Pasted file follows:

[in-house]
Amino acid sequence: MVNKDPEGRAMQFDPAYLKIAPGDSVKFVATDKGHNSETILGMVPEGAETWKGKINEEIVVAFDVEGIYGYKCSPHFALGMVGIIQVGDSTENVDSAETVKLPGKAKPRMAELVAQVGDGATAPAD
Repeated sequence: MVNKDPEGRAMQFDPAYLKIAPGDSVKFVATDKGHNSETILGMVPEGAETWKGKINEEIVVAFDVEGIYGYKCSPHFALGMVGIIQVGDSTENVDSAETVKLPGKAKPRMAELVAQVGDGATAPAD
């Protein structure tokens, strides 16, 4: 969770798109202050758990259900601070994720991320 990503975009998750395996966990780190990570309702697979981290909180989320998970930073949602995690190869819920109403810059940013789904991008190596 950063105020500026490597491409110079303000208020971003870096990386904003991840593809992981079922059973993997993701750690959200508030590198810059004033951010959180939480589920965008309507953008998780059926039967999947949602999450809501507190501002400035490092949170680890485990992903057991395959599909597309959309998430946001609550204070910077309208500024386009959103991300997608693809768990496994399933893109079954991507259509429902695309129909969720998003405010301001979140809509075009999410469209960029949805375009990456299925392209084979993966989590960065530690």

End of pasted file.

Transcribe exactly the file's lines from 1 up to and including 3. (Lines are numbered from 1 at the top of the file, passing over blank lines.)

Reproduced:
[in-house]
Amino acid sequence: MVNKDPEGRAMQFDPAYLKIAPGDSVKFVATDKGHNSETILGMVPEGAETWKGKINEEIVVAFDVEGIYGYKCSPHFALGMVGIIQVGDSTENVDSAETVKLPGKAKPRMAELVAQVGDGATAPAD
Repeated sequence: MVNKDPEGRAMQFDPAYLKIAPGDSVKFVATDKGHNSETILGMVPEGAETWKGKINEEIVVAFDVEGIYGYKCSPHFALGMVGIIQVGDSTENVDSAETVKLPGKAKPRMAELVAQVGDGATAPAD